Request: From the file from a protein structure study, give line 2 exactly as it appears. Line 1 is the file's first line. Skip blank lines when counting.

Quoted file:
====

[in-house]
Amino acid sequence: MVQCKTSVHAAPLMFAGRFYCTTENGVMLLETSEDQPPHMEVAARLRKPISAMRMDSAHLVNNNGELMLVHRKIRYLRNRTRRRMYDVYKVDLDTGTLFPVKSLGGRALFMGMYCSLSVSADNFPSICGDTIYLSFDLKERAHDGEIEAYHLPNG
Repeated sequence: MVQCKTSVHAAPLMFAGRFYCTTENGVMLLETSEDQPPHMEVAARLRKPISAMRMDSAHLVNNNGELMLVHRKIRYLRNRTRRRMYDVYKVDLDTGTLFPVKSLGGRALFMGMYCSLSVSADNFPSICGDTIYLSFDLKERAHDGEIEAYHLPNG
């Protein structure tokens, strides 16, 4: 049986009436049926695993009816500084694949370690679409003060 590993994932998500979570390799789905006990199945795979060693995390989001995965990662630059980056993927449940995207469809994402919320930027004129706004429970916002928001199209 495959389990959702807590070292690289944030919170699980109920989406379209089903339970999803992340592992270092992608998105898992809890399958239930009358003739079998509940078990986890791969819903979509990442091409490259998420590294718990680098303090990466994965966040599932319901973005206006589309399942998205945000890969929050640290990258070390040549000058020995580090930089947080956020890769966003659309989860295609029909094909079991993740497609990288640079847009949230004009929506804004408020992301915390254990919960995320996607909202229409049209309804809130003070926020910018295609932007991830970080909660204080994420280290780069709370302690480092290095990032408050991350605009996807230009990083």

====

Amino acid sequence: MVQCKTSVHAAPLMFAGRFYCTTENGVMLLETSEDQPPHMEVAARLRKPISAMRMDSAHLVNNNGELMLVHRKIRYLRNRTRRRMYDVYKVDLDTGTLFPVKSLGGRALFMGMYCSLSVSADNFPSICGDTIYLSFDLKERAHDGEIEAYHLPNG